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Fish Audit report says only 26.5 per cent of Canada’s wild fish stocks are healthy
Dr. Robert Rangelely says the Department of Fisheries and Oceans (DFO) needs to change its approach to managing fish stocks in Canada, by first determining how many fish should be left in the water.
Rangeley is a marine biologist and Director of Science with Oceana Canada, a non-profit group formed in 2015 to lobby the federal government on policies to restore the health of Canada’s oceans and fish populations.
Earlier this week Oceana released its fourth annual Fishery Audit. That report says just 26.5 percent of the stocks managed by the Department of Fisheries and Oceans (DFO) are healthy, and the number of healthy fish populations has declined by eight percent from 2017 to 2020.
Even worse, the group says, no comprehensive or meaningful stock rebuilding plans were released in 2020 and DFO only delivered on 14 per cent of its published priorities.
In a press release, Oceana Canada executive director Josh Laughren said while there have been encouraging investments by the federal government in fisheries science and management in recent years — including the development of a new Fisheries Act — the department has not followed through on its commitments on stock rebuilding plans.
“At this rate, it will be 37 years before all critically depleted populations have a plan to rebuild them back to healthy levels,” said Laughren.
In an interview with SaltWire Rangeley said part of the problem is that decision-making by DFO is too often a political decision.
He said while the DFO has made some good decisions around fisheries management, it has not followed through on its commitment to implement the Fisheries Act.
“The problem is the decision (on quotas) is a political decision.”
No matter what DFO scientists suggest, said Rangeley, the Fisheries minister has the discretionary power on the final decision.
And too often, he said, the decision is swayed by the economic cost to the fishing industry of scaling back a quota or closing a fishery.
He added when it comes to forage fish — capelin, herring, mackerel, the fish that other species depend on, the ultimate question should be how much of the stock should be left in the water, not how much could be allowed to be fished.
“Fifty-five percent of all the landings of forage fish are coming from critically depleted stocks,” he said. “So we should be very careful about now only how we fish those species, but how much we leave behind for all the other species that depend on them.
“We can’t (for example) continue to fish capelin to the point where there’s no capelin for cod or other species,” said Rangeley.
In its Fisheries Audit for 2020 Oceana Canada urges DFO to “address its most critical gaps”.
The group is asking the department to complete regulations to enforce the new Fisheries Act provisions.
Oceana Canada says the department should list all major stocks in the critical zone that require rebuilding plans; address inconsistencies in catch monitoring by implementing the national Fishery Monitoring Policy introduced in November 2019; and develop and implement high-quality rebuilding plans that include targets and timelines to rebuild stocks back to healthy levels, as identified in 2020/21 work plans.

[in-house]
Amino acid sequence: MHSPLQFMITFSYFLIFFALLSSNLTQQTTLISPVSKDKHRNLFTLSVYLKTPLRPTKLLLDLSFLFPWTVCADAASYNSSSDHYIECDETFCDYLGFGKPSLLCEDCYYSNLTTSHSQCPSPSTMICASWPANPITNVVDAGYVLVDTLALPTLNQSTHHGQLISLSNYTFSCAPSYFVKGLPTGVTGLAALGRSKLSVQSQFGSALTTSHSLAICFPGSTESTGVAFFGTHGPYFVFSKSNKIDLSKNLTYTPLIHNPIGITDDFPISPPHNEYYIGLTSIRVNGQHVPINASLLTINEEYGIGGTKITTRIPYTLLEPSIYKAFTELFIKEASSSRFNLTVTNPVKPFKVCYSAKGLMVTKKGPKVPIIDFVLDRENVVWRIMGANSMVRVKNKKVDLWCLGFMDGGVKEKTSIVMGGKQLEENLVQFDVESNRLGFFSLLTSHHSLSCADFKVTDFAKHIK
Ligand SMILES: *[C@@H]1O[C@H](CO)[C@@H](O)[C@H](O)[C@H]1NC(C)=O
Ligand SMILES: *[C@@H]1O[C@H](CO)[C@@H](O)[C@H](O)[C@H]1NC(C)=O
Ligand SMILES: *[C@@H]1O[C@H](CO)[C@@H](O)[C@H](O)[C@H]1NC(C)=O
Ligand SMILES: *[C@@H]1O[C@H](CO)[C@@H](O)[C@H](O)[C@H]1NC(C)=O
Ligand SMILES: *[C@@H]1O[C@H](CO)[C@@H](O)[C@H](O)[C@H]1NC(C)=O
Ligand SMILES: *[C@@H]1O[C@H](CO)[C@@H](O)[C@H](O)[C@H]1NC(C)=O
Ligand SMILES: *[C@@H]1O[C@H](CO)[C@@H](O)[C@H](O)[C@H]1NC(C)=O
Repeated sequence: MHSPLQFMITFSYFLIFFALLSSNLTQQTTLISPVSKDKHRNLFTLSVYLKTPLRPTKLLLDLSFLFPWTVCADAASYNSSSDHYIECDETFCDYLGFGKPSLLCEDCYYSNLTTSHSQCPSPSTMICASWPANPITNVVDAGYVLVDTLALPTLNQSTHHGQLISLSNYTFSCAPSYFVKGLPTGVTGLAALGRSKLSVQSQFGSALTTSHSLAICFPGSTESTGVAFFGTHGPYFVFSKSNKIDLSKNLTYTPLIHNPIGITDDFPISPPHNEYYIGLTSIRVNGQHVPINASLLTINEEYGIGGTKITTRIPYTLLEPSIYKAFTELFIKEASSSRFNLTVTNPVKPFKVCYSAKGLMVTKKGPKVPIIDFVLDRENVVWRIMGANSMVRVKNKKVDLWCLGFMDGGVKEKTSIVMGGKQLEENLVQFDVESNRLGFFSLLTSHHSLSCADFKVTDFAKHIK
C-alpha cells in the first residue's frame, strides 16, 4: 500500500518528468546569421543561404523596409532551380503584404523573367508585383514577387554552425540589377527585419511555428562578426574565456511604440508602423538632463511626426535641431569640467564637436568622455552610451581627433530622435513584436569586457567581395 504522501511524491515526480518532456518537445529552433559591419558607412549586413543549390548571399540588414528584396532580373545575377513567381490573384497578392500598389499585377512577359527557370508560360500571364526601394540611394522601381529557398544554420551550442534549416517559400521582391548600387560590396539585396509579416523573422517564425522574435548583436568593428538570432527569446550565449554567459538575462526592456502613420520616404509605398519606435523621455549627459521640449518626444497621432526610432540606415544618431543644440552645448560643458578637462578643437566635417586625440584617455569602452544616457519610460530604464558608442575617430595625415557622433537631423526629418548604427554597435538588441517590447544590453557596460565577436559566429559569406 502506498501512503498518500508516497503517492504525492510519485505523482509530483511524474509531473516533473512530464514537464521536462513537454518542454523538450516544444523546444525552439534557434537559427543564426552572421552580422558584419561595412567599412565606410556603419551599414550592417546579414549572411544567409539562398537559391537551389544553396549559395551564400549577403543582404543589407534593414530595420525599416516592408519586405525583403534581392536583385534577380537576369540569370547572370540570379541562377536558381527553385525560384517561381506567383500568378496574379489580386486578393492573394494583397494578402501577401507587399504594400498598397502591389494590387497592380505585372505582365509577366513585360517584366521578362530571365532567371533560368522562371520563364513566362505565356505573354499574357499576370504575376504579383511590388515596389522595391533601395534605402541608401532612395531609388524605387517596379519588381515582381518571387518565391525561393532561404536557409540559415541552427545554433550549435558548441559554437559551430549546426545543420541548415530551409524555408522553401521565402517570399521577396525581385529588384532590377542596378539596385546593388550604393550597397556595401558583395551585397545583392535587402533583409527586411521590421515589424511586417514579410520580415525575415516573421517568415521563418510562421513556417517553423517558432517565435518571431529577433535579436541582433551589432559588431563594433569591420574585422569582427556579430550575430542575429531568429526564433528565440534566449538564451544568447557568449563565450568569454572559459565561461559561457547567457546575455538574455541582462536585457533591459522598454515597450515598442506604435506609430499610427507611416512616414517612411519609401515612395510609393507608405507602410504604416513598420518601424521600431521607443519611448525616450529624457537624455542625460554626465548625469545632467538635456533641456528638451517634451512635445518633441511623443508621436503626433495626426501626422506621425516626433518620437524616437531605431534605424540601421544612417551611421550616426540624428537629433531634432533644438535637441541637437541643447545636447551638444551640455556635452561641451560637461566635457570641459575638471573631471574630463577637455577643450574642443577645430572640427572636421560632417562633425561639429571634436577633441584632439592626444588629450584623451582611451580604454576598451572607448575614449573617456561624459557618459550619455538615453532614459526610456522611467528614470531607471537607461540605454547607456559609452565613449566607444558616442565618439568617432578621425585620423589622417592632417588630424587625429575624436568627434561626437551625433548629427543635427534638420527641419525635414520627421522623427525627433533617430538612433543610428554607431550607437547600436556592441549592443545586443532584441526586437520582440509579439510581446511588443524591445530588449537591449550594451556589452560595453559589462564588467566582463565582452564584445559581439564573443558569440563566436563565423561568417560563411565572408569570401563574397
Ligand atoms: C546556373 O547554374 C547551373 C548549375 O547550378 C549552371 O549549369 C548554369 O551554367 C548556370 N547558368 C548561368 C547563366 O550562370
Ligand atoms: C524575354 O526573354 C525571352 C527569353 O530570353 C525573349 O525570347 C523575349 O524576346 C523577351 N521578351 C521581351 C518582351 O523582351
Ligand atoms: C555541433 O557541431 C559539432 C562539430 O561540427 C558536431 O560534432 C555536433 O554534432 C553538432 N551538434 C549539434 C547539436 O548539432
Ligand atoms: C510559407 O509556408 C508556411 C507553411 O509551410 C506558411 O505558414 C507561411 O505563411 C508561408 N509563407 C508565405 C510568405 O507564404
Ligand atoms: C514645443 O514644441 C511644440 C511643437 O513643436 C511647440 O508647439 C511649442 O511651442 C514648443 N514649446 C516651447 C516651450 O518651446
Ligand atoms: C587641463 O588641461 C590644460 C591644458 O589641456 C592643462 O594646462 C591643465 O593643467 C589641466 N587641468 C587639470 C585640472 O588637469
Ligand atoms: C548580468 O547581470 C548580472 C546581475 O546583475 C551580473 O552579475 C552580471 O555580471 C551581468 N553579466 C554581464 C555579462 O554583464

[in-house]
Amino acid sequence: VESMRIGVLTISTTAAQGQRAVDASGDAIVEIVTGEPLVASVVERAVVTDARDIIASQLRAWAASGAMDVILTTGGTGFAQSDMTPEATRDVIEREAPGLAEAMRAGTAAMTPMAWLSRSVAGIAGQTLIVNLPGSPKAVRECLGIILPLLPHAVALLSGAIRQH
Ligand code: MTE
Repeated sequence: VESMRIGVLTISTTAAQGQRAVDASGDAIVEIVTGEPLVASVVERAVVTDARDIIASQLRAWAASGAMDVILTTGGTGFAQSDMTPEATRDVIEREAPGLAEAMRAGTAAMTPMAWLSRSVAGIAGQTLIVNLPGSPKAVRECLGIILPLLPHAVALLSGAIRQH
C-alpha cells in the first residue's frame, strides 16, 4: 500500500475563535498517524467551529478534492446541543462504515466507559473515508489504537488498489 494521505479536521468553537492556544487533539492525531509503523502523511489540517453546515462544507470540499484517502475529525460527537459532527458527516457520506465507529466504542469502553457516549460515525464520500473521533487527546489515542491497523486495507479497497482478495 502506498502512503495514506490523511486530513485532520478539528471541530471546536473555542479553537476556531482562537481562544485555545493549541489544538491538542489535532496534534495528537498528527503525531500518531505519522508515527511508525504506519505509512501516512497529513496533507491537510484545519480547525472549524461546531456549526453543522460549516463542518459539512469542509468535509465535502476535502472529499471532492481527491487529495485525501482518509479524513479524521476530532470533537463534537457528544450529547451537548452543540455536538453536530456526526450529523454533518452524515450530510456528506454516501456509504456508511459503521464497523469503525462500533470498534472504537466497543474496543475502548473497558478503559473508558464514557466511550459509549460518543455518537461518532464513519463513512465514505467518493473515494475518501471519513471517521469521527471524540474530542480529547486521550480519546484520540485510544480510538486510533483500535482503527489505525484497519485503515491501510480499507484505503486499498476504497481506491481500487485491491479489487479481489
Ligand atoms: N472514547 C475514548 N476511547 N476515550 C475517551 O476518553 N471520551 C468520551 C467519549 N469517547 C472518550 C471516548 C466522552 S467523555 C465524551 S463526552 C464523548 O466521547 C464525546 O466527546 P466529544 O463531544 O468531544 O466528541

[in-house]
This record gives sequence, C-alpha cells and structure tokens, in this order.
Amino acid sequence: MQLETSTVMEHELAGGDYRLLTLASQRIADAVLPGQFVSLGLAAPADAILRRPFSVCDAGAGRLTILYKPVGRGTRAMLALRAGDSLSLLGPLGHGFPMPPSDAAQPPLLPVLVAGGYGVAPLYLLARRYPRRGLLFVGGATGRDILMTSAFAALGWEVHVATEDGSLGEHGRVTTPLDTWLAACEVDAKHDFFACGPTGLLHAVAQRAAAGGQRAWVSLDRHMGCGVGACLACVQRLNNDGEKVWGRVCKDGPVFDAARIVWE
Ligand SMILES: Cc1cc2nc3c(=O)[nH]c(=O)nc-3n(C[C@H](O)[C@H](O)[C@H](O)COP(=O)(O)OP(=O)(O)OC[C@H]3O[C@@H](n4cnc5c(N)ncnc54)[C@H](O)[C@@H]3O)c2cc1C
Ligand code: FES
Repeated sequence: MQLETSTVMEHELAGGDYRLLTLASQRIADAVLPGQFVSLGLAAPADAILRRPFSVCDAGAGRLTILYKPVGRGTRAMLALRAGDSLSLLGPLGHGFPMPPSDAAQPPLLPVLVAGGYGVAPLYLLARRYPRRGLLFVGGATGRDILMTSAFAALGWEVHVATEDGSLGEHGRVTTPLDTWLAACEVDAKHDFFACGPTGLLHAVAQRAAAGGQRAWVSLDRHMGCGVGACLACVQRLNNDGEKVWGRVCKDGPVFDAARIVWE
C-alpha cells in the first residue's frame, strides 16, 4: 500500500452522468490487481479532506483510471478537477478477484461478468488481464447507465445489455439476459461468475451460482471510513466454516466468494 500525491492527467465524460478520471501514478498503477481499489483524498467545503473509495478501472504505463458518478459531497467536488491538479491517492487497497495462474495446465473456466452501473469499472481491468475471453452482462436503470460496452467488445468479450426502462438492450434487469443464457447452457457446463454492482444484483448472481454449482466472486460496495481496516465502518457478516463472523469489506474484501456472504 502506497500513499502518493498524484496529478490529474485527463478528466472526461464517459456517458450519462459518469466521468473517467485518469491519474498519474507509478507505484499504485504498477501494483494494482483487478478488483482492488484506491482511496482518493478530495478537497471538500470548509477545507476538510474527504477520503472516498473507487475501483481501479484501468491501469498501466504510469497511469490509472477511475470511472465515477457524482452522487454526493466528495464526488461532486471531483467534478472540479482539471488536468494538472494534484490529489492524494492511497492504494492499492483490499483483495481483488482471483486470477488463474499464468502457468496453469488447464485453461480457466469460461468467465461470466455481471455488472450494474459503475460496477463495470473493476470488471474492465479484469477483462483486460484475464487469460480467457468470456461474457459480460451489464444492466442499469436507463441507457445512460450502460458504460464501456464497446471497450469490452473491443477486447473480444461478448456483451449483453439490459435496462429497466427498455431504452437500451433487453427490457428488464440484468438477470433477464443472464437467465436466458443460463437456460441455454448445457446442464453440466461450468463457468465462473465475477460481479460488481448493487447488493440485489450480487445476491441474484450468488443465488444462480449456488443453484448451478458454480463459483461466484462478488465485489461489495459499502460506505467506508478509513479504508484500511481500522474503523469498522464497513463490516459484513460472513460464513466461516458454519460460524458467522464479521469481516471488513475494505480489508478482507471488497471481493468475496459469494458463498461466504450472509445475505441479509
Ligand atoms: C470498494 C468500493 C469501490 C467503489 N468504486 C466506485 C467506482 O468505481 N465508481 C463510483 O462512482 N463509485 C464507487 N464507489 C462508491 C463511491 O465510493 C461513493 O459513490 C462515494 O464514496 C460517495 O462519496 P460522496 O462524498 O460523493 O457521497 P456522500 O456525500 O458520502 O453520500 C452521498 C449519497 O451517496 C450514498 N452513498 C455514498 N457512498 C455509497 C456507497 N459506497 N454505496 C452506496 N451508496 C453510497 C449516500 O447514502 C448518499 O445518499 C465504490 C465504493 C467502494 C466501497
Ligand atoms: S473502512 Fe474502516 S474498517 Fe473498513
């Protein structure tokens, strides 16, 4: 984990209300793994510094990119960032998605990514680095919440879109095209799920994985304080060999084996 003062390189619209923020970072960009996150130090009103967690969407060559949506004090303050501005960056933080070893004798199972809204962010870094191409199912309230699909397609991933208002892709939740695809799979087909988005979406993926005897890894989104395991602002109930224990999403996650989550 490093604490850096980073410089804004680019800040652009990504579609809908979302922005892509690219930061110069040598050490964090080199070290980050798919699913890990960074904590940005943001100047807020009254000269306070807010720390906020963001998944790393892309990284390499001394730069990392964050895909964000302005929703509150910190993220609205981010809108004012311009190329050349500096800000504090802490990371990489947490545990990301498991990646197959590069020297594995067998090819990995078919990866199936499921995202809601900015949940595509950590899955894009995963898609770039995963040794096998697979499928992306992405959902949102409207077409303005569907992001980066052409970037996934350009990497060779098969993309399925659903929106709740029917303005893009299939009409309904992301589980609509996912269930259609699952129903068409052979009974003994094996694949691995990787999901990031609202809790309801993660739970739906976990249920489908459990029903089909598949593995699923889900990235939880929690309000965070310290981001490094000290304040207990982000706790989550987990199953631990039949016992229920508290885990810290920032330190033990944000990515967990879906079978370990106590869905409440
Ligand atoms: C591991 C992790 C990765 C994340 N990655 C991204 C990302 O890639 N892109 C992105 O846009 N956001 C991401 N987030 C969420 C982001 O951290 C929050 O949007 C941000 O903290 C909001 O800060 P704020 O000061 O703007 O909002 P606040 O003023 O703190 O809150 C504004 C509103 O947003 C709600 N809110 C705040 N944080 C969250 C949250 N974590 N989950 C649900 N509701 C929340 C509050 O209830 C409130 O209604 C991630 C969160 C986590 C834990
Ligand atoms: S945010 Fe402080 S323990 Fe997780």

Fisheries and Oceans Minister Bernadette Jordan was not available for an interview.
However, in response to questions from SaltWire, her press secretary Jane Deeks provided a written reply.
In an email, the minister’s office said, “DFO welcomes the Oceana Canada For Fisheries audit and the department will be reviewing the report’s recommendations. We have already made several key investments and legislative changes that are already producing real results.”
The minister’s office added the Liberal government modernized the Fisheries Act in 2018 to restore protections to fish and fish habitat, and make fish stock rebuilding plans mandatory.
Since then, the minister’s office said, DFO has completed rebuilding plans for six of 19 selected stocks. They are Yelloweye Rockfish, Atlantic Cod in area 4X5Y, Atlantic Cod in area 5ZjM, Yellowtail Flounder in area 5Z, Northern Shrimp in Shrimp Fishing Area 6, and Mackerel (Atlantic) in NAFO areas 3 and 4.
The department added rebuilding plans are posted on the DFO website.
A list of Sustainable Fisheries Framework Work Plans for Fiscal 2020-2021, including the timelines for completion or presentation of rebuilding plans for 19 priority stocks, is also on the department website.
Capelin, mackerel and herring are not included in the list of rebuilding plans for 2020-21.
Minister Jordan’s office said for the remaining priority stocks, DFO has specific fishery management measures in place, based on the best available science.
“In addition to stock rebuilding plans, our government has taken strong, consistent action, backed by significant and targeted investments, to protect and restore species at risk and the habitats they depend on,” was their written response to SaltWire’s questions. The minister’s office added, “Through such initiatives as the Canada Nature Fund, the Ocean Protections Plan, the Coastal Baseline Fund, and the BC Salmon Restoration and Innovation Fund, we are working to restore and revitalize key populations and ecosystems from coast to coast to coast.”
- Canadian consumers may be supporting illegal fishing, claims Oceana Canada report
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- VIDEO: DFO northern shrimp stock assessment for Newfoundland and Labrador far from rosy
- DFO receives criticism for cutting capelin quota